The opening of airspace with Arab countries after the Gulf reconciliation has reduced Qatar Airways' costs by about $1.2 billion, the company's CEO Akbar Al-Baker announced yesterday.
"The opening of the airspace with neighbouring countries will help reduce our operational costs through using the national carrier's aircraft for shorter flight routes," Al-Baker told official media.
In June 2017, Saudi Arabia, the United Arab Emirates, Bahrain and Egypt imposed a land, air and sea blockade on Qatar, accusing the latter of supporting terrorism, which Doha denies. The Arab countries ended the boycott on 5 January.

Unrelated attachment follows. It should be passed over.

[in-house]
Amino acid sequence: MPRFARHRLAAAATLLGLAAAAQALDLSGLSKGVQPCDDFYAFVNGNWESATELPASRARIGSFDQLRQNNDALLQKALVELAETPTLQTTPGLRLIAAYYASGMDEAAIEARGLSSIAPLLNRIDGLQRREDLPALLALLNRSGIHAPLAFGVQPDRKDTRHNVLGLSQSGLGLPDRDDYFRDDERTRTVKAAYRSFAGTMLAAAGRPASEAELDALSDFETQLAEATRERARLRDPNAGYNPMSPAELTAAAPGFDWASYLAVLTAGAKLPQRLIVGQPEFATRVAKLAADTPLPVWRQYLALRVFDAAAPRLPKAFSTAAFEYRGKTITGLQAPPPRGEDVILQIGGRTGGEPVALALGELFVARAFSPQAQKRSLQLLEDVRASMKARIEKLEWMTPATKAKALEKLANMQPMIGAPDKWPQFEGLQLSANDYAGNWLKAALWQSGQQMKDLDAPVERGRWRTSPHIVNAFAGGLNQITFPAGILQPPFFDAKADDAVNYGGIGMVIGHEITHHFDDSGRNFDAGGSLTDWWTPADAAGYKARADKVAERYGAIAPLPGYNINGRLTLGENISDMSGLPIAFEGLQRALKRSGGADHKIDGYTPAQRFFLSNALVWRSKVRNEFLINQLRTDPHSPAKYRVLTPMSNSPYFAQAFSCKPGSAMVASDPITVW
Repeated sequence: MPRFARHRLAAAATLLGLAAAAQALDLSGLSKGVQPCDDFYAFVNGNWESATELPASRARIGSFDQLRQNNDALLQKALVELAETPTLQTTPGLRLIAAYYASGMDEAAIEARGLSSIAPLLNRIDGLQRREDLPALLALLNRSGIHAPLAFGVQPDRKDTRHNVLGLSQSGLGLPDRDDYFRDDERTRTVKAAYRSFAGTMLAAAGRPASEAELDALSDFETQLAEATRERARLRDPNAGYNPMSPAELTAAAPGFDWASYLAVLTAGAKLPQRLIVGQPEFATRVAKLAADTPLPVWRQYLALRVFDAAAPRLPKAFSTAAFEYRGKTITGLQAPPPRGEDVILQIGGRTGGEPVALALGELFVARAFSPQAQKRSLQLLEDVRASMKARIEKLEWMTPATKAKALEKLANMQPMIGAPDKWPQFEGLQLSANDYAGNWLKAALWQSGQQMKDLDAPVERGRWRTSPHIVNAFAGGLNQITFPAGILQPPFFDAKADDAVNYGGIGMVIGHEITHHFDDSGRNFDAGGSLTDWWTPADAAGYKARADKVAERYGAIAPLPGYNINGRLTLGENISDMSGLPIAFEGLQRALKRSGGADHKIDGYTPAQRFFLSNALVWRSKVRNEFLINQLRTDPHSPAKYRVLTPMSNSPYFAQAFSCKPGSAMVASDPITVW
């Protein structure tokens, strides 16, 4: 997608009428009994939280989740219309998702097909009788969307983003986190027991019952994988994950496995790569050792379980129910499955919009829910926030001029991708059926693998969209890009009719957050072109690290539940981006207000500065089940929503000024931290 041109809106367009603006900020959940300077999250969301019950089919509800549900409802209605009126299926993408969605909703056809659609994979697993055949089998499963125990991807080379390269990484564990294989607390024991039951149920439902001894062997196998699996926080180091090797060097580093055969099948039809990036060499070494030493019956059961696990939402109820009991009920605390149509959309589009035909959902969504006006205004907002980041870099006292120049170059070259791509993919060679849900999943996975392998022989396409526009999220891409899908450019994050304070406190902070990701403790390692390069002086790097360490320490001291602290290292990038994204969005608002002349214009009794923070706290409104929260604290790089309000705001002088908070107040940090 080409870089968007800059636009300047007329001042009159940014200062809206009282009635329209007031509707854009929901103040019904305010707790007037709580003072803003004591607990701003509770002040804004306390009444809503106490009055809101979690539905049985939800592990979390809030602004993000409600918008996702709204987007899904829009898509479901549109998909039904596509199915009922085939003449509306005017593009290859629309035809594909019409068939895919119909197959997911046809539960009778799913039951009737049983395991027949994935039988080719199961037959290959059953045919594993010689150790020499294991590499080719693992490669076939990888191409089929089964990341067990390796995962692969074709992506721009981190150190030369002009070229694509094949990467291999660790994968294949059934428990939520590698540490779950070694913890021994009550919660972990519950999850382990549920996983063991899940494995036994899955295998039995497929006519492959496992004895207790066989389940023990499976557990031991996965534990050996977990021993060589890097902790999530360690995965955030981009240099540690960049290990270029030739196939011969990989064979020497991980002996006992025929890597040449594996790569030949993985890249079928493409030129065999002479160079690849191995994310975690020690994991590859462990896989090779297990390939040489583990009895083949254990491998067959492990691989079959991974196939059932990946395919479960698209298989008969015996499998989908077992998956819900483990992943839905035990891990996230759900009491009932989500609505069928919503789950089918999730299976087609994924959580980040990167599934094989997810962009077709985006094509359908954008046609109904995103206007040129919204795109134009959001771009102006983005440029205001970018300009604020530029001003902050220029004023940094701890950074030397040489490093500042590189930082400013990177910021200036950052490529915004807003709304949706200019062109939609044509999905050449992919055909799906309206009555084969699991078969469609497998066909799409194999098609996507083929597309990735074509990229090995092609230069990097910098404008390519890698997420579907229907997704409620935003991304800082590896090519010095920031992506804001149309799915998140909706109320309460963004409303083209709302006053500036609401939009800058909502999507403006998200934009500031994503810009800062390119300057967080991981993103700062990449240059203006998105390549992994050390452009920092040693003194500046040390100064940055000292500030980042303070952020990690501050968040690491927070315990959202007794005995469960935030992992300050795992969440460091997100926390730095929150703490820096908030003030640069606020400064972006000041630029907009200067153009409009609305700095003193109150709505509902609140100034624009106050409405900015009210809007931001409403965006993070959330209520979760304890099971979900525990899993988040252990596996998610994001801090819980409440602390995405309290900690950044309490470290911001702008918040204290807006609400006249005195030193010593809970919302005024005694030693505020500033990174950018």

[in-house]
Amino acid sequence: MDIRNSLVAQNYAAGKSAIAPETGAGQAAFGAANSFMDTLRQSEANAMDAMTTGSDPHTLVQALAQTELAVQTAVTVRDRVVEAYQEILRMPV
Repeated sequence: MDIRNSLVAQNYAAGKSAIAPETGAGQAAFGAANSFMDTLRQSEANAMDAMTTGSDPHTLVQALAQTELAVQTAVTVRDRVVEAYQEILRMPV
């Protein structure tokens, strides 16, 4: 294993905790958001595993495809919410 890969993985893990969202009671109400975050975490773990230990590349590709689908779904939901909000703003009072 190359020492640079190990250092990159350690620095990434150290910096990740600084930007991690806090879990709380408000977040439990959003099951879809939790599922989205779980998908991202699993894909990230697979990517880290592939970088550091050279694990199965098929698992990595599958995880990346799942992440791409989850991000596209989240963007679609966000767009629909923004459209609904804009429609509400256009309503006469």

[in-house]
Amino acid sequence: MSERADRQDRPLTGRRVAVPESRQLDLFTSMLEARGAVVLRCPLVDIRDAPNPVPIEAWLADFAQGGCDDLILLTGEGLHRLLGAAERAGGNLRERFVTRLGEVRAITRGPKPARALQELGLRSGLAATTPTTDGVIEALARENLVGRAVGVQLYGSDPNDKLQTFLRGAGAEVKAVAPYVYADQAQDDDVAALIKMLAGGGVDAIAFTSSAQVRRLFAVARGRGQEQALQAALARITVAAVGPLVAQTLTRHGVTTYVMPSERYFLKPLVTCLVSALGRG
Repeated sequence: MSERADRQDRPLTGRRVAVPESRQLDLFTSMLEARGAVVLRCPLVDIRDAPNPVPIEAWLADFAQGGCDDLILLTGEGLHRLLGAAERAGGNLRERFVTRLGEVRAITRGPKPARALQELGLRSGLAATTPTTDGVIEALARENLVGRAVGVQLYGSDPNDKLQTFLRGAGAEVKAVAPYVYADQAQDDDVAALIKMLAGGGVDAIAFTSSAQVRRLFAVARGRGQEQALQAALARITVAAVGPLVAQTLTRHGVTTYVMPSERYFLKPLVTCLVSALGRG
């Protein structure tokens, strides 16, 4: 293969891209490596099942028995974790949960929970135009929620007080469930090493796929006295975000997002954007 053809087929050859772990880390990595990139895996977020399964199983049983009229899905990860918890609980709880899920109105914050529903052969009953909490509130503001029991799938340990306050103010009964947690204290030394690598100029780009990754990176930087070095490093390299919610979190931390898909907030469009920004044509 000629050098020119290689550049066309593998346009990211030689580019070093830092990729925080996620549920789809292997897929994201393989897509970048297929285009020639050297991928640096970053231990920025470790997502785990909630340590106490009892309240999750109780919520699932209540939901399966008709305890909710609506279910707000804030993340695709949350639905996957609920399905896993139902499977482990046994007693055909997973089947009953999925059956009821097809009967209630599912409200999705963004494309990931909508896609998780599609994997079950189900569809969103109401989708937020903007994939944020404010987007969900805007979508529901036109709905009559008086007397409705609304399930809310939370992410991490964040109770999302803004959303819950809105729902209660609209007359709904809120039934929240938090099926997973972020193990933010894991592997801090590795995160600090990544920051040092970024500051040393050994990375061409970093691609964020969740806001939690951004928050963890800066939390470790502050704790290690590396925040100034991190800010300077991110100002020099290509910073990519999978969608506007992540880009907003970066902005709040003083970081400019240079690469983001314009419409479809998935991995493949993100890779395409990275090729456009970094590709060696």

Al-Baker pointed out that the national carrier was still under "great pressure due to the coronavirus crisis."
"When the pandemic began to spread globally, passengers had started to demand refunds for their tickets, and we had returned nearly $1.6 billion to hundreds of thousands of travelers."
The official added that he was expecting the aviation sector "to return to the 2019 levels again in two or three years." "Aviation would need more time to regain its momentum, especially with an imminent third spike of coronavirus infections," Al-Baker said.